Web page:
UNDER NORMAL political circumstances, Theresa May would be fending off difficult questions about missed deadlines over the publication of the NHS long-term plan after saying that “it couldn’t wait” until next year’s spending review. Yet the fact that this strategy – and review of social care – are both on hold reveals how Brexit is overwhelming the Government.
However this inaction will quickly return to haunt Mrs May if the NHS is not in a position to put together a Brexit plan in the event of no exit deal being struck with the European Union. As such, today’s cross-party report by Parliament’ Public Accounts Committee makes for urgent reading. It points to over 100,000 vacancies in the NHS, which equates to 10 per cent of the workforce, and staff from overseas leaving hospitals because of prevailing confusion over immigration policy.
If patients end up waiting longer for treatment, or have their operations cancelled because of staff shortages, public opinion – still sympathetic towards Mrs May – will quickly turn against the PM and add to her woes.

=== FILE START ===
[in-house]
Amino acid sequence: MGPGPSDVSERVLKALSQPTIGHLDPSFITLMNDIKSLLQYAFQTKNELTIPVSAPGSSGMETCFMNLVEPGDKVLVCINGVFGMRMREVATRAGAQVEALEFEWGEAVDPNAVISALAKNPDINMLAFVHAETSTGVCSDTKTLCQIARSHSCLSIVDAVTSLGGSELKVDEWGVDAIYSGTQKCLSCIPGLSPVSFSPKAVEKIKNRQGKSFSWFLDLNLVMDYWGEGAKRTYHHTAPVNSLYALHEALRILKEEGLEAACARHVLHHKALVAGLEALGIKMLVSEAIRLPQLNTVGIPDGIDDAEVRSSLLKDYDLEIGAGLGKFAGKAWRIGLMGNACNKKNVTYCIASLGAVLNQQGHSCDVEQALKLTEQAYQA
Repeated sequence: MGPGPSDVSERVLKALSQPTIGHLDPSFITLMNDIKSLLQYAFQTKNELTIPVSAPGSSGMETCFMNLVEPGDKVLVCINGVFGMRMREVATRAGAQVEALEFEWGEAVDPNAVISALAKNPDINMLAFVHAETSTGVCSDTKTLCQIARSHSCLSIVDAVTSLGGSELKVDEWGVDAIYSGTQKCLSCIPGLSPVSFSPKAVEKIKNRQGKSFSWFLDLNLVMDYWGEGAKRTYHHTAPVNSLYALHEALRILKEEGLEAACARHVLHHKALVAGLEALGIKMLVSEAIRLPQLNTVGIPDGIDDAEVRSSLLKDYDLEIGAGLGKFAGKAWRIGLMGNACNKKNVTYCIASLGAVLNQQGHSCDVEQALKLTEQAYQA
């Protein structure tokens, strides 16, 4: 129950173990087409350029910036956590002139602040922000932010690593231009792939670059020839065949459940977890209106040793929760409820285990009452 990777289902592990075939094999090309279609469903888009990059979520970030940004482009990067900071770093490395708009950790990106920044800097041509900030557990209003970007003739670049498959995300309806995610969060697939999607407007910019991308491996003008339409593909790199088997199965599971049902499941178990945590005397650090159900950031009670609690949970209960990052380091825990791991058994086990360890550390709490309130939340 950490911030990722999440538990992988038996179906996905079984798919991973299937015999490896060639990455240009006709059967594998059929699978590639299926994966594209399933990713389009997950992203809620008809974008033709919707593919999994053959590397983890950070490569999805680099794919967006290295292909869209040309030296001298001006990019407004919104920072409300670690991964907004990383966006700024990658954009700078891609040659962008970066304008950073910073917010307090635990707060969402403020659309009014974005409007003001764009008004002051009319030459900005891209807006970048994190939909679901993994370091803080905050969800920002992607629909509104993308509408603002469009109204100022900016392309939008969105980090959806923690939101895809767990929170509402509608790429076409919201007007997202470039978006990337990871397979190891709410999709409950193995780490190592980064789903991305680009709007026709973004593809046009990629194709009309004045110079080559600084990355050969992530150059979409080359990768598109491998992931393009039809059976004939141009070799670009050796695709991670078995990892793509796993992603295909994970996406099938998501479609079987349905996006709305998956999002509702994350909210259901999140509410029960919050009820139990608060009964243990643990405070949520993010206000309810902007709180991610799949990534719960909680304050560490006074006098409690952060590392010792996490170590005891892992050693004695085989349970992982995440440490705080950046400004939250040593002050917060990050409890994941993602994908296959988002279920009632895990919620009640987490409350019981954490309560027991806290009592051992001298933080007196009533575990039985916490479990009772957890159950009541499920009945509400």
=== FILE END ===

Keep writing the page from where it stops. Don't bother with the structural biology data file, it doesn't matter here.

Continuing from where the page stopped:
The same is also applicable to the procurement of medicines, and other equipment, in the event of a no-deal Brexit. Even though the Department of Health brushed aside concerns, it offered little reassurance about contingency arrangements.
The surprise is that MPs have asked Health Secretary Matt Hancock to respond by January 31 next year. By then, it could be too late if Parliament remains in deadlock over Brexit. The onus should be on the Cabinet Minister to reply by the end of this month – at the very latest – and to make public his plans.